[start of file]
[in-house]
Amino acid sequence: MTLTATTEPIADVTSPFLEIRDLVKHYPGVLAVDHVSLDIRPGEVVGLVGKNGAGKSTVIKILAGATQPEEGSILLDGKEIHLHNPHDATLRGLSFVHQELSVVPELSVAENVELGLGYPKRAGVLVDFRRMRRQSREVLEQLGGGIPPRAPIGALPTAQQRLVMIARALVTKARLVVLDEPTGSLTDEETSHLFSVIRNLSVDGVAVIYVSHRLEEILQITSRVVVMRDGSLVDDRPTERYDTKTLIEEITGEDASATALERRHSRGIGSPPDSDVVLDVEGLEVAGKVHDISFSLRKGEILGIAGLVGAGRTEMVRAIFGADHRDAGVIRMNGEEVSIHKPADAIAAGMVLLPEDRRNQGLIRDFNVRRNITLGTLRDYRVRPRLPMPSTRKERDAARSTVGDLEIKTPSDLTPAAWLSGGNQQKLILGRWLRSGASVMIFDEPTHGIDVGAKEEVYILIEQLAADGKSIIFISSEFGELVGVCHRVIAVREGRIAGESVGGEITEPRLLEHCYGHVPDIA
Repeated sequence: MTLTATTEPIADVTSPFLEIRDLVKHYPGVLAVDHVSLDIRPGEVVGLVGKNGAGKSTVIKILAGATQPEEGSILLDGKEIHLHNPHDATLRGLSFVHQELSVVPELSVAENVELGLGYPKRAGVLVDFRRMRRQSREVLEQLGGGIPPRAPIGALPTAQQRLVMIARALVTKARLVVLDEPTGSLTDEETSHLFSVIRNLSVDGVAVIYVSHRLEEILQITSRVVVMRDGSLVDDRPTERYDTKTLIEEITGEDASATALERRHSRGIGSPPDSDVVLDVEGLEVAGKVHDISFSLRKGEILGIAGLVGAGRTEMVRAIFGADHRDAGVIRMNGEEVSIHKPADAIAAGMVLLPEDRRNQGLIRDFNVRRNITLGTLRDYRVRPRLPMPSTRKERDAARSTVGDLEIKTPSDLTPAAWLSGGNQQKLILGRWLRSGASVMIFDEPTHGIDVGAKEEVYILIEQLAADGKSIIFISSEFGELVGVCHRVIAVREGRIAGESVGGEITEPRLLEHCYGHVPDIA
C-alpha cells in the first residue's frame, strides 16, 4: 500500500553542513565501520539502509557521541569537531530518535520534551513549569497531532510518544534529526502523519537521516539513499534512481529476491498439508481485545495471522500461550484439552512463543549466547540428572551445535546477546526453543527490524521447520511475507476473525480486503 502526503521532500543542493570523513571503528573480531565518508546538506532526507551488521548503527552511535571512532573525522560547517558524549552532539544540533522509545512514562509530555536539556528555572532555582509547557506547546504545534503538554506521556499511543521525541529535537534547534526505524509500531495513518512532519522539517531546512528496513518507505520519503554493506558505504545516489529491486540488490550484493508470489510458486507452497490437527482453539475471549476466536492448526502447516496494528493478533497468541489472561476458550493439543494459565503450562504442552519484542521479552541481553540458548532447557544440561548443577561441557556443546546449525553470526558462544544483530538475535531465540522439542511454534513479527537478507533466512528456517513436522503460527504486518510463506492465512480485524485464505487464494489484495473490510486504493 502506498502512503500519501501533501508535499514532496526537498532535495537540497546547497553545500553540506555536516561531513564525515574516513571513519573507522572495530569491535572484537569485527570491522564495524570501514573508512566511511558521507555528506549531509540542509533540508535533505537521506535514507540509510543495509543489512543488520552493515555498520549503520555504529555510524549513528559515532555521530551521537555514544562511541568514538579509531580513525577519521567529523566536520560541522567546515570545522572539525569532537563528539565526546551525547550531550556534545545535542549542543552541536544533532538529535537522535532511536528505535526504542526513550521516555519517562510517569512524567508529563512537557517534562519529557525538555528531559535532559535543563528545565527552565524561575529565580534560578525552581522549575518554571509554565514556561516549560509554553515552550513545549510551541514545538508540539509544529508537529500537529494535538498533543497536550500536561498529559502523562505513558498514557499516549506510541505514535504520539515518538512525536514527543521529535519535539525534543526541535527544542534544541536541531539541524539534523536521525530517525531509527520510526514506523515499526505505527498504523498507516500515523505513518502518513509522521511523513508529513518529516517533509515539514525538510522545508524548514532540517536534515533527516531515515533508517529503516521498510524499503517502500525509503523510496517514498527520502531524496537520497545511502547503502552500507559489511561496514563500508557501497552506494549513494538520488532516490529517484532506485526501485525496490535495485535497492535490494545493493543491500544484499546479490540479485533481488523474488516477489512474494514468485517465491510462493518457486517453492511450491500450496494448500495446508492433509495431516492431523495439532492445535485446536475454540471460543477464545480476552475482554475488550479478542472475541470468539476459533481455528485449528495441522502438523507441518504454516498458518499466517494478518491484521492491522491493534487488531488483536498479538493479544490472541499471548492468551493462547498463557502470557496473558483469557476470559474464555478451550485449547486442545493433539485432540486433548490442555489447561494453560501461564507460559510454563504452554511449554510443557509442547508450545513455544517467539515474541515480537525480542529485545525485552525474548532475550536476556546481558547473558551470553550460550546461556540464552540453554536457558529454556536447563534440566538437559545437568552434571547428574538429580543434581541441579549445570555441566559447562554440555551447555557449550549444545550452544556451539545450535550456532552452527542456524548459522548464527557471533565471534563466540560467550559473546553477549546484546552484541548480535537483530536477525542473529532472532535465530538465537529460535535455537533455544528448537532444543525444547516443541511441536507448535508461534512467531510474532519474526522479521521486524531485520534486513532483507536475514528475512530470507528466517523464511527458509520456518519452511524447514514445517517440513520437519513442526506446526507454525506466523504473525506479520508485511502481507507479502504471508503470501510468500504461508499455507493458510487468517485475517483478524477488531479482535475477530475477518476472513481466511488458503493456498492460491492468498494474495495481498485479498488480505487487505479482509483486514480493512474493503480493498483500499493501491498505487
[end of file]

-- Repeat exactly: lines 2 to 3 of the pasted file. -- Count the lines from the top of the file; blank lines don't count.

Amino acid sequence: MTLTATTEPIADVTSPFLEIRDLVKHYPGVLAVDHVSLDIRPGEVVGLVGKNGAGKSTVIKILAGATQPEEGSILLDGKEIHLHNPHDATLRGLSFVHQELSVVPELSVAENVELGLGYPKRAGVLVDFRRMRRQSREVLEQLGGGIPPRAPIGALPTAQQRLVMIARALVTKARLVVLDEPTGSLTDEETSHLFSVIRNLSVDGVAVIYVSHRLEEILQITSRVVVMRDGSLVDDRPTERYDTKTLIEEITGEDASATALERRHSRGIGSPPDSDVVLDVEGLEVAGKVHDISFSLRKGEILGIAGLVGAGRTEMVRAIFGADHRDAGVIRMNGEEVSIHKPADAIAAGMVLLPEDRRNQGLIRDFNVRRNITLGTLRDYRVRPRLPMPSTRKERDAARSTVGDLEIKTPSDLTPAAWLSGGNQQKLILGRWLRSGASVMIFDEPTHGIDVGAKEEVYILIEQLAADGKSIIFISSEFGELVGVCHRVIAVREGRIAGESVGGEITEPRLLEHCYGHVPDIA
Repeated sequence: MTLTATTEPIADVTSPFLEIRDLVKHYPGVLAVDHVSLDIRPGEVVGLVGKNGAGKSTVIKILAGATQPEEGSILLDGKEIHLHNPHDATLRGLSFVHQELSVVPELSVAENVELGLGYPKRAGVLVDFRRMRRQSREVLEQLGGGIPPRAPIGALPTAQQRLVMIARALVTKARLVVLDEPTGSLTDEETSHLFSVIRNLSVDGVAVIYVSHRLEEILQITSRVVVMRDGSLVDDRPTERYDTKTLIEEITGEDASATALERRHSRGIGSPPDSDVVLDVEGLEVAGKVHDISFSLRKGEILGIAGLVGAGRTEMVRAIFGADHRDAGVIRMNGEEVSIHKPADAIAAGMVLLPEDRRNQGLIRDFNVRRNITLGTLRDYRVRPRLPMPSTRKERDAARSTVGDLEIKTPSDLTPAAWLSGGNQQKLILGRWLRSGASVMIFDEPTHGIDVGAKEEVYILIEQLAADGKSIIFISSEFGELVGVCHRVIAVREGRIAGESVGGEITEPRLLEHCYGHVPDIA